The New Jersey resident imprisoned in his home country of Nigeria since August was re-arrested in a courtroom Friday by Nigerian state police, after briefly being freed from state custody Thursday.
Omoyele Sowore, who lives in Haworth, had been scheduled to stand trial Friday on charges stemming from his Aug. 3 arrest while he was organizing a peaceful pro-democracy protest in the city of Lagos.
His family and friends had hoped he could soon return home, but the latest events cloud the picture.
His wife said Friday she was not only worried for her husband, but about her two children not being able to see their father on Christmas.
"My 10-year old has on his Christmas list one of things he wants is for his dad to be home for Christmas," said Opeyemi Sowore, speaking at an impromptu news conference at the Newark office of Sen. Bob Menendez, D-N.J.
"Christmas is only a few days away," she said. "What do I tell him when I leave here?
Sowore was in court Friday to face various charges, including insulting President Muhammadu Buhari, treason, money laundering and cyberstalking. He has pleaded not guilty to all the charges.
Sowore was detained in a prison in Nigeria's capital, Abuja, even though a judge had twice ordered Nigeria's Department of State Services to release him after he had met bail conditions on both occasions.
The online news agency Sahara Reporters, founded by Sowore and critical of the Nigerian government under the rule of Buhari, reported Friday that Sowore and another defendant, Olawale Bakare, were in court when officers from the Department of State Services "stormed the place and disrupted proceedings, leading to hours of standoff and tension around the place."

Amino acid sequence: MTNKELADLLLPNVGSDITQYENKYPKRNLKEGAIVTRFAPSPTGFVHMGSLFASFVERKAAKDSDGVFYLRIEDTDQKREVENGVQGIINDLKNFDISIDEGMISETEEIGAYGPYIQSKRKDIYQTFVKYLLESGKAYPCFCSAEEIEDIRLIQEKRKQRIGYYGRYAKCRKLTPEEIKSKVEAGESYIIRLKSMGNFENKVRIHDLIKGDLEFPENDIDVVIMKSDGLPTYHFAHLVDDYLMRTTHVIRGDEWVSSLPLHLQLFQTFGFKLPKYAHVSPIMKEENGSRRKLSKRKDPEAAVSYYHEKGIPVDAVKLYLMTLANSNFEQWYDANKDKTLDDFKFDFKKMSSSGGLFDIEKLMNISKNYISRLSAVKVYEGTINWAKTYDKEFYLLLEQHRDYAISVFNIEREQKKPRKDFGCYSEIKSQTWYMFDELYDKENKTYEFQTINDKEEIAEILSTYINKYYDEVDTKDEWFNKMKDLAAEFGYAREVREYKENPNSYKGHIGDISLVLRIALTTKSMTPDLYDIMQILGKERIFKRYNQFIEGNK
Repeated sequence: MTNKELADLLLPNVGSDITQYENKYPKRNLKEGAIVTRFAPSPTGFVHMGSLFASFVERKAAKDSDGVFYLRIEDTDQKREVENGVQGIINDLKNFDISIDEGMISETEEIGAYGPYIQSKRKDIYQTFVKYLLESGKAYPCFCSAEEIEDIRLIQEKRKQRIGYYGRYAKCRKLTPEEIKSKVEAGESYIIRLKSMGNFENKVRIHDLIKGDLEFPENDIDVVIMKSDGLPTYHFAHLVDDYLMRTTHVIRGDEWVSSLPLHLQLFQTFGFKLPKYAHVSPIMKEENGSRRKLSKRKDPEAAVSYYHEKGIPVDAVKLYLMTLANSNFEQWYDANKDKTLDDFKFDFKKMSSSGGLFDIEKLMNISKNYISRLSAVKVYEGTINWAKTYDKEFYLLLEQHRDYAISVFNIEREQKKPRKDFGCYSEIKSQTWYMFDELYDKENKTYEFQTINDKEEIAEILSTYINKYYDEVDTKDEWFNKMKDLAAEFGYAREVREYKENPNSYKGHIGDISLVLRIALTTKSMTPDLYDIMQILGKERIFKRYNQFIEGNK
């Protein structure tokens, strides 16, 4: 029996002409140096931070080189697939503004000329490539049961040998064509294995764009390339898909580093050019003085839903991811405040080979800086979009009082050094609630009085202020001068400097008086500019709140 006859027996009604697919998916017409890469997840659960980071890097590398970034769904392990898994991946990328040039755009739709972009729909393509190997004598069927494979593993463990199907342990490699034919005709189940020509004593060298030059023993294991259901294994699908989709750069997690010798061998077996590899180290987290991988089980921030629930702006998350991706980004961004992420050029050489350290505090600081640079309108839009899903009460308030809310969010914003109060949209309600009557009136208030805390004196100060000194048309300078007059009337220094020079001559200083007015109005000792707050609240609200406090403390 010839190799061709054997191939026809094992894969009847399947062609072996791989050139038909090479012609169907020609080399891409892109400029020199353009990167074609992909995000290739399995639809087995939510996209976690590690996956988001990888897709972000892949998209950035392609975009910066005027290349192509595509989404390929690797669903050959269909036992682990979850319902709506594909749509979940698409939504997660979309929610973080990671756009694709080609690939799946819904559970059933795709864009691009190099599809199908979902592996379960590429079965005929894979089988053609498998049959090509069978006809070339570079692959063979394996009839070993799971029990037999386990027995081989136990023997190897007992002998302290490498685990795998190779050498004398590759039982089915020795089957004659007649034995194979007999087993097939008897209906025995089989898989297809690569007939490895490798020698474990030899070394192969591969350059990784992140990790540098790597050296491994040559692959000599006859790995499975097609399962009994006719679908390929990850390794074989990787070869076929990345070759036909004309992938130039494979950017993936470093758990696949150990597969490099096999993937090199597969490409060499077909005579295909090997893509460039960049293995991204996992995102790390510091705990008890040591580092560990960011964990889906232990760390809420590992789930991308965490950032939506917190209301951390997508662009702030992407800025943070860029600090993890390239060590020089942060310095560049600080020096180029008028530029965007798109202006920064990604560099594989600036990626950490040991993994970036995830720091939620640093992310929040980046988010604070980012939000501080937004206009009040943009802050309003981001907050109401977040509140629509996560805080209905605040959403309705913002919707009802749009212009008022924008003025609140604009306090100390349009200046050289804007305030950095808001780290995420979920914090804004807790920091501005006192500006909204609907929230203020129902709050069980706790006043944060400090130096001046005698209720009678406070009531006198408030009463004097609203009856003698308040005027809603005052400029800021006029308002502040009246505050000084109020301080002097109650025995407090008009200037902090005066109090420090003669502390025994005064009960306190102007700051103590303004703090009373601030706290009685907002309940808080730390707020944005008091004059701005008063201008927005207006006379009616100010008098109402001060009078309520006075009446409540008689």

The news agency also reported that new charges were filed against both men, but their lawyer, Feme Falana, did not have any details on those charges.
Menendez on Friday condemned Sowore's arrest as a "blatant miscarriage of justice … symptomatic of closing political and media space in Nigeria.”
Menendez said in a statement, “I am outraged by the blatant harassment of Omoyele Sowore, an activist and journalist whose only crime appears to be exercising his right to free expression."
The new arrest came a day after the Federal High Court in Abuja ruled for a third time that the 48-year-old journalist had made bail and was to be released.
Opeyemi said in a statement earlier Friday:
“Today was a turning point in Nigeria’s history, unlike anything its democracy has ever seen. In just 24 hours, the world witnessed Nigeria’s democracy disintegrates further with a gross misuse of power and outrageous display of lawlessness.
"After the judge adjourned the court until February 11, and she reaffirmed my husband’s freedom, chaos ensued. Armed DSS operatives strangled and forcefully harmed Yele in an attempt to re-arrest him. The judge fled the courtroom for her own safety. With brutal force, the DSS operatives were successful in taking my husband again."
She said, "Sowore’s life depends on a global outcry, your advocacy and intervention.”
Menendez said his office is working with the State Department and Ambassador Mary Beth Leonard in Abuja in a concerted effort to secure Soware's release.
Menendez and Rep. Josh Gottheimer, D-N.J., wrote a letter last month to the Head of Mission at the U.S. Embassy in Nigeria, Sylvanus Adiewere Nsofor, raising concerns about “assaulting and detaining journalists” in Nigeria and specifically cited Sowore’s case.
At the news conference, Menendez said he will continue to work toward not only Sowore's release, but also his return to the United States.
"We are here to call upon the government of Nigeria to immediately release Mr. Sowore. New Jersey is watching. The United States is watching. The world is watching,” Menendez said. "This is unacceptable in a country that calls itself a democracy.”
Ricardo Kaulessar is a local reporter for NorthJersey.com.
This article originally appeared on NorthJersey.com: NJ journalist on trial in Nigeria freed from prison, arrested again